According to Amnesty International and Human Rights Watch, the Moroccan authorities often use torture as a means of extracting false confessions from Saharawi (Western Sahara’s indigenous population) detainees. The methods of torture include beatings, electroshock and rape and the threat of rape.

Lemjayed and his 24 co-accused were detained and held without trial for two years in the infamous Sale prison in Morocco (anything exceeding one year is illegal according to Moroccan law). Many of them are human rights activists, like Lemjayed, and campaign for an independent Western Sahara and against the extension of the EU-Moroccan Fisheries Agreement – an agreement that doesn’t specifically exclude the shores of Western Sahara, which means that it is both in violation of international law and an important means of Moroccan attempts to normalise its colonisation of Western Sahara, and an agreement that has led to severe overfishing off the coasts of Western Sahara.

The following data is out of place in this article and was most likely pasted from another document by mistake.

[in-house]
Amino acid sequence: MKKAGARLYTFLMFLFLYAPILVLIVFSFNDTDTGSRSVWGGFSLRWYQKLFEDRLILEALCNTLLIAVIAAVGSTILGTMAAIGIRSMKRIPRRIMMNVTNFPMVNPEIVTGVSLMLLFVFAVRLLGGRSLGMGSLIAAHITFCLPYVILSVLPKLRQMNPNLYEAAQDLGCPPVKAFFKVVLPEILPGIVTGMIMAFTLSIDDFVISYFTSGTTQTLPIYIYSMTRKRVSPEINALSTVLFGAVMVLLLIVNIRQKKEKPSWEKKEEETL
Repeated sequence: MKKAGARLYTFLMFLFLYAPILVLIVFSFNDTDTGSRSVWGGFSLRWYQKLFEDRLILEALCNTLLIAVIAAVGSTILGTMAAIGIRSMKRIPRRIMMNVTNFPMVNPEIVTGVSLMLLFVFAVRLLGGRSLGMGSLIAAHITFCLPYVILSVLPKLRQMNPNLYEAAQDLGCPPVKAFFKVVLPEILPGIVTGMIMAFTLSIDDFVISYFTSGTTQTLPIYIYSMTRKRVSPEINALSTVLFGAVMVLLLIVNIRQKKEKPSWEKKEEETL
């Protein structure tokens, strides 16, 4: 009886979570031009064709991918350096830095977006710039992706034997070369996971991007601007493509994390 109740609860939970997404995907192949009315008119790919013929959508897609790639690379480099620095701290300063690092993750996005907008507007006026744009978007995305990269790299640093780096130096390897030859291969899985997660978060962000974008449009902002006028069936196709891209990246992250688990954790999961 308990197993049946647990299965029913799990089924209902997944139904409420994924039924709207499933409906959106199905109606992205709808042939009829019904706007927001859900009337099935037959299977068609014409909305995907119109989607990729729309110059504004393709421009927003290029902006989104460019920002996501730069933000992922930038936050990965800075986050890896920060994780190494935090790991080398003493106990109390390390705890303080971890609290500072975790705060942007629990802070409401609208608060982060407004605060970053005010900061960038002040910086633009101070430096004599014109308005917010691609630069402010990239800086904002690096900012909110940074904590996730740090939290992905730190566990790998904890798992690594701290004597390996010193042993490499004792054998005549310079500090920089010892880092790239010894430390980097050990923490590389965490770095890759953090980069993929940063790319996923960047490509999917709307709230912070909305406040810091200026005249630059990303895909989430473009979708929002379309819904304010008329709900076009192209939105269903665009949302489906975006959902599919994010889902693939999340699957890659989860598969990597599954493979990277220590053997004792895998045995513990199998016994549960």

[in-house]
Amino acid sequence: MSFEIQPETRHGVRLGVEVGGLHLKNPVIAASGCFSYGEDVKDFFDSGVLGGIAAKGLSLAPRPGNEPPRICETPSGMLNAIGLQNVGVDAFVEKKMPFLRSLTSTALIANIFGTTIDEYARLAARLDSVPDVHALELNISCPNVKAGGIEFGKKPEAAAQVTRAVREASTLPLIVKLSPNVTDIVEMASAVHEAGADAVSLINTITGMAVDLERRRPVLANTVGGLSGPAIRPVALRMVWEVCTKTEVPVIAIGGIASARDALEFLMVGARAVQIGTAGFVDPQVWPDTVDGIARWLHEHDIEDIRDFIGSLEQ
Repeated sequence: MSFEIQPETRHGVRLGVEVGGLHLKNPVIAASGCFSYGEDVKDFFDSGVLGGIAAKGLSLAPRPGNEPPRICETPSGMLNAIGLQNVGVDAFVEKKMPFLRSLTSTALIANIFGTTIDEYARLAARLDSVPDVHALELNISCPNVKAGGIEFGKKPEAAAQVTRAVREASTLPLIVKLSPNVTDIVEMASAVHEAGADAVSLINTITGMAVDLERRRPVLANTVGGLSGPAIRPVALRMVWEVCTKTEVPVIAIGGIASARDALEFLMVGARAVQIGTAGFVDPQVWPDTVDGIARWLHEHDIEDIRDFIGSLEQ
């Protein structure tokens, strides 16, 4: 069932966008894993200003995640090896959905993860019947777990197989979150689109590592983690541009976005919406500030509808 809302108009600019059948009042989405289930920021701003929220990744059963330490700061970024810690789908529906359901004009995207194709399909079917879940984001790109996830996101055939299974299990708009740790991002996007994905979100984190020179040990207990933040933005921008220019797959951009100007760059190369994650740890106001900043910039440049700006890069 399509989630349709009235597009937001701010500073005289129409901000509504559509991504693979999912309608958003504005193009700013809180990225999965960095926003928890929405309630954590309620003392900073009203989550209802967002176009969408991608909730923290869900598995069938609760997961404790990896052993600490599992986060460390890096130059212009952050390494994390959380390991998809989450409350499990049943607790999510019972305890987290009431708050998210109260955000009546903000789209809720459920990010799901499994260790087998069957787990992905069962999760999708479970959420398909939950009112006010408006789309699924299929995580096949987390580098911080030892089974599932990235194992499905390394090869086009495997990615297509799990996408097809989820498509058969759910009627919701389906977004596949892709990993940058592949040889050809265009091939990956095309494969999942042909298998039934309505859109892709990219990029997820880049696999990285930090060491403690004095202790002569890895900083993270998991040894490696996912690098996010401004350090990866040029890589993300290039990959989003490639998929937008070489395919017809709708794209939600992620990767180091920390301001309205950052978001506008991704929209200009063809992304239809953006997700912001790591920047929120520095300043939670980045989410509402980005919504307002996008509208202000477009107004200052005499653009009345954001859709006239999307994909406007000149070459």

All 25 prisoners vigourously deny the charges against them, insist that the trial against them was politically motivated, and that they were in effect convicted before the trial even started for having helped to arrange the Gdeim Izik protest-camp. The prisoners have been on several hunger strikes to protest the ill-treatment, torture and awful conditions that they have had to endure whilst in prison.

The Gdeim Izik protest camp was started to protest Moroccan human rights violations, discrimination against the Saharawis, and the fisheries agreement with the EU, to call for an improved standard of living for the Saharawi people in occupied Western Sahara, and to demand the referendum on the status of Western Sahara that the UN and Morrocco have promised the Saharawis for decades.The reason for choosing the form of a protest camp was that a mass-exodus into the dessert near El Aaiun (the capital of Western Sahara) meant that the protestors could avoid the siege-like effect that Moroccan police creates during demonstrations and protest action in the cities and towns of occupied Western Sahara.